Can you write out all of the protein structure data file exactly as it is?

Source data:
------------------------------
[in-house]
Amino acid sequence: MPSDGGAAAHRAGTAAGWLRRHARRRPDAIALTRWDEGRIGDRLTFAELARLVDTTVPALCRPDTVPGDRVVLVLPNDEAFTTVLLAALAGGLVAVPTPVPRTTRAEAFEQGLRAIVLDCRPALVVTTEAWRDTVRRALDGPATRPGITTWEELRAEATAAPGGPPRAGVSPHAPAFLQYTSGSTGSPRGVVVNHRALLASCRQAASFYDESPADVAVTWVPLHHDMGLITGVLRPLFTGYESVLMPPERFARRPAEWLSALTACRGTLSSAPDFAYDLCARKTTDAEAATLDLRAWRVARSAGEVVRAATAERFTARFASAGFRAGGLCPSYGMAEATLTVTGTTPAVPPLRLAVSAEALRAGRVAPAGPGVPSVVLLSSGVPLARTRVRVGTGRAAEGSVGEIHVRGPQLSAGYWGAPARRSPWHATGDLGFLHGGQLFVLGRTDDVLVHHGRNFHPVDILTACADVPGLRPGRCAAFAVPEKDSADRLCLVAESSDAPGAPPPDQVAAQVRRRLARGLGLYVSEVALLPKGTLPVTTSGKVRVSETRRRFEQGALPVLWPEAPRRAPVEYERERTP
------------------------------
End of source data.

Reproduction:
[in-house]
Amino acid sequence: MPSDGGAAAHRAGTAAGWLRRHARRRPDAIALTRWDEGRIGDRLTFAELARLVDTTVPALCRPDTVPGDRVVLVLPNDEAFTTVLLAALAGGLVAVPTPVPRTTRAEAFEQGLRAIVLDCRPALVVTTEAWRDTVRRALDGPATRPGITTWEELRAEATAAPGGPPRAGVSPHAPAFLQYTSGSTGSPRGVVVNHRALLASCRQAASFYDESPADVAVTWVPLHHDMGLITGVLRPLFTGYESVLMPPERFARRPAEWLSALTACRGTLSSAPDFAYDLCARKTTDAEAATLDLRAWRVARSAGEVVRAATAERFTARFASAGFRAGGLCPSYGMAEATLTVTGTTPAVPPLRLAVSAEALRAGRVAPAGPGVPSVVLLSSGVPLARTRVRVGTGRAAEGSVGEIHVRGPQLSAGYWGAPARRSPWHATGDLGFLHGGQLFVLGRTDDVLVHHGRNFHPVDILTACADVPGLRPGRCAAFAVPEKDSADRLCLVAESSDAPGAPPPDQVAAQVRRRLARGLGLYVSEVALLPKGTLPVTTSGKVRVSETRRRFEQGALPVLWPEAPRRAPVEYERERTP